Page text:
Thanks Looz, for dinner tomorrow night!

          1. Haha! This is indeed a princess problem, isn't it!

            All these salads and salad rolls are sounding pretty delicious. I think I'll do that with some of the meat.

            I do want to try making a soup. Any suggestions as to what to put in it? My husband doesn't eat shellfish, so I *never* cook it. It feels strange having no idea whatsoever to do with something!

            How much meat can I expect to find in the lobster bodies? I have so very little lobster experience. Mr. Chef just served the tails and claws, and my husband packaged up everything for the freezer before I got a chance to even look at it.

            Should I run into this problem in the future (unlikely!) would I be better off not freezing everything right away? We did that because we had so many other leftovers, it seemed like they would stand freezing the best, and I didn't think I would be able to get to doing something with them for a few days at least. Did I make the right choice?

            (On another note, we usually go out for dinner on NYE. This indulgent feast at home was remarkably cost effective! Our seven-course meal including wine, lobster, and lamb worked out to about $50/person - about half what I spent going out last year. We had enough leftovers to have my sister and her bf over again last night for round two, then I took the *rest* over to my sister-in-law for dinner for two tomorrow! And that doesn't even include the lobsters in the freezer!!)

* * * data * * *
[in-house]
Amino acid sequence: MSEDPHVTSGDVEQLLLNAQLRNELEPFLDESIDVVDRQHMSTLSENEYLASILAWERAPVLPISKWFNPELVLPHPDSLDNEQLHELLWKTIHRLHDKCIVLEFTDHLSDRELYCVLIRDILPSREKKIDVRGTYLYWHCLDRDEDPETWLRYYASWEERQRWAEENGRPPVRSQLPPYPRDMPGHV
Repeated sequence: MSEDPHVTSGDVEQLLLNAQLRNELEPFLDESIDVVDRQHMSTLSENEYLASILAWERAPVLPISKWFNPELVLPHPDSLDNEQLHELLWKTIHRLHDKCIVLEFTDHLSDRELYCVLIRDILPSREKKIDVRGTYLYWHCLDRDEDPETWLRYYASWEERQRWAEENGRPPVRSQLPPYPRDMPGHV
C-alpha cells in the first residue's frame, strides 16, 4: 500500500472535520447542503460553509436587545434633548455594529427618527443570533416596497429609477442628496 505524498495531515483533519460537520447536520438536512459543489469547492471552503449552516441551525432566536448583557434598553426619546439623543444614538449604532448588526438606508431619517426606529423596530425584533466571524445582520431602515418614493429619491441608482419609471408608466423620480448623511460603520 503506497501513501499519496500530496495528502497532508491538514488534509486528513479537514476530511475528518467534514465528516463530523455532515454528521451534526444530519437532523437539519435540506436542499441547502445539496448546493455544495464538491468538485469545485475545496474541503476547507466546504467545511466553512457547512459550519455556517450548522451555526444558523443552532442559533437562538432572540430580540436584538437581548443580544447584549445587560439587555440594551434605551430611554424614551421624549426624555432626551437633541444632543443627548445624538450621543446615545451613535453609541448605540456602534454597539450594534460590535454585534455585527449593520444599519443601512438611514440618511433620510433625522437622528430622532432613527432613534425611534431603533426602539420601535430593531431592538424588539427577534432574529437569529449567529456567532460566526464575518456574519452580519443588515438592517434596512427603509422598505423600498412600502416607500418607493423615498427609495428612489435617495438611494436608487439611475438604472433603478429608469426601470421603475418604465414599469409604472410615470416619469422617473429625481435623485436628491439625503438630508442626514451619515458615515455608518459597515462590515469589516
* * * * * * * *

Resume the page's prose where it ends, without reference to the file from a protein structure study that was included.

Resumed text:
4 Replies
            1. re: looz

              Should I run into this problem in the future (unlikely!) would I be better off not freezing everything right away?
              ~~~~~~~~~~~~~~~~~~~~~~~~~~~~~~

              With Maine lobsters......you should always steam them before you freeze for use on a later date.

              1. re: fourunder

                No, I mean, if I have already-cooked lobsters, should I put them in the fridge or freezer? How long will they keep in the fridge?

                1. re: looz

                  If you treat them like fresh fish, whole or fillet, on ice (or packed) in a drain pan set-up, they should keep 2-3 days, just like shrimp. It's not recommended to store in water...as it is believed they will lose some flavor.

              2. re: looz

                whole lobsters the yield is about 30%. not a lot.

                frankly, i don't think lobster meat freezes all that well, so i think using it in a light fresh asian style soup would be nice. you could also do spring rolls, with rice noodles and fresh herbs.

              3. Serve the lobster with a dipping sauce made of soy sauce, black vinegar, sesame oil and minced garlic.

                2 Replies
                1. re: ipsedixit

                  mmm that sounds great ipse!! I love lobster in scrambled eggs. I cut it into slightly smaller than bite size pieces, then add it to the eggs when they're just about set up (so the lobster doesn't become over cooked). I put in some tarragon, too.

                  1. re: ipsedixit

                    Ooh! That sounds tasty! I often make a sauce like that (but with Japanese light rice vinegar) for vegetables or tofu. I never thought of trying it with lobster!

                  2. Give them to me!